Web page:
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Top Economic Analyst Says 'the Game Is Up' for China — and the World Is in Trouble


Roberts believes that “the game is up” for China.

An investor gestures in front of screens showing share prices at a securities firm in Hangzhou, in eastern China's Zhejiang province on August 24, 2015. (Photo: STR/AFP/Getty Images)

Andrew Roberts, research chief for European economics and rates at the Royal Bank of Scotland, recently made international headlines when he advised clients to “sell everything” in the RBS European Rates Weekly newsletter ahead of a potential global economic crisis.

He’s issued another warning about China: volatility in Chinese currency and markets could be a significant factor in the impending global financial crisis he predicts.

An investor gestures in front of screens showing share prices at a securities firm in Hangzhou, China, Aug. 24, 2015. (STR/AFP/Getty Images)

“As it stands, we have been very wary of China indeed, and deeply skeptical of the suspiciously large consensus that has thought the authorities can ‘buy time’ by their heavy intervention in cutting reserve ratio requirements (RRR), rate cuts, and easing in fiscal policy,” Roberts wrote.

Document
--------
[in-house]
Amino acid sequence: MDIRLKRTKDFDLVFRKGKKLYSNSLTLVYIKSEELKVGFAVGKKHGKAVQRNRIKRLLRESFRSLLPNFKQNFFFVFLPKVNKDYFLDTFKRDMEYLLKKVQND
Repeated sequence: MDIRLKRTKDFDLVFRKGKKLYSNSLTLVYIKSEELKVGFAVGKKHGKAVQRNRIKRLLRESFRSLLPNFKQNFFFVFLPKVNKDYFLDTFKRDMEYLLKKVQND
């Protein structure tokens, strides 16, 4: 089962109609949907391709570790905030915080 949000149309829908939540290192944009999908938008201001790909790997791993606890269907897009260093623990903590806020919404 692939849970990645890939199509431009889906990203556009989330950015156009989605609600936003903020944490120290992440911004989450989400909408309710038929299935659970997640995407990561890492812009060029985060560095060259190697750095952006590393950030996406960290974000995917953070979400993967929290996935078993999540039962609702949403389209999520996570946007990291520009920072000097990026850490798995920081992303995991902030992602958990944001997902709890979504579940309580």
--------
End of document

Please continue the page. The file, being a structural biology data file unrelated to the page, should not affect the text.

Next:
Roberts believes that “the game is up” for China because:

1. The baton of growth pre credit crunch was in the western world, and passed to Asia post credit crunch.

2. But this has been a debt fuelled build up.

3. We have come to the end of the willingness to build up such debt, especially as demand factors start to act against this build-up (e.g. especially demographics).

4. I showed in the Year Ahead two facts, either of which would lead a visitor from Mars to conclude, knowing nothing else, that we are in global recession:

– Negative world trade growth

– Negative world credit growth

5. This is a terrible cocktail. How consensus suggested a month ago that 2016 would be better than 2015 is a total mystery to me.

6. And there is no-one left to take up the baton of growth

Roberts warned that the world economy “looks similar to 2008.”

“Trade is slowing, credit is slowing, we are in a currency war, global disinflation is turning to global deflation as China finally realizes what it needs to do (devalue soon, and sharp) and the US then, against ALL THIS countervailing pressure, then stokes the fire by hiking rates,” Roberts wrote.

(H/T: Business Insider)

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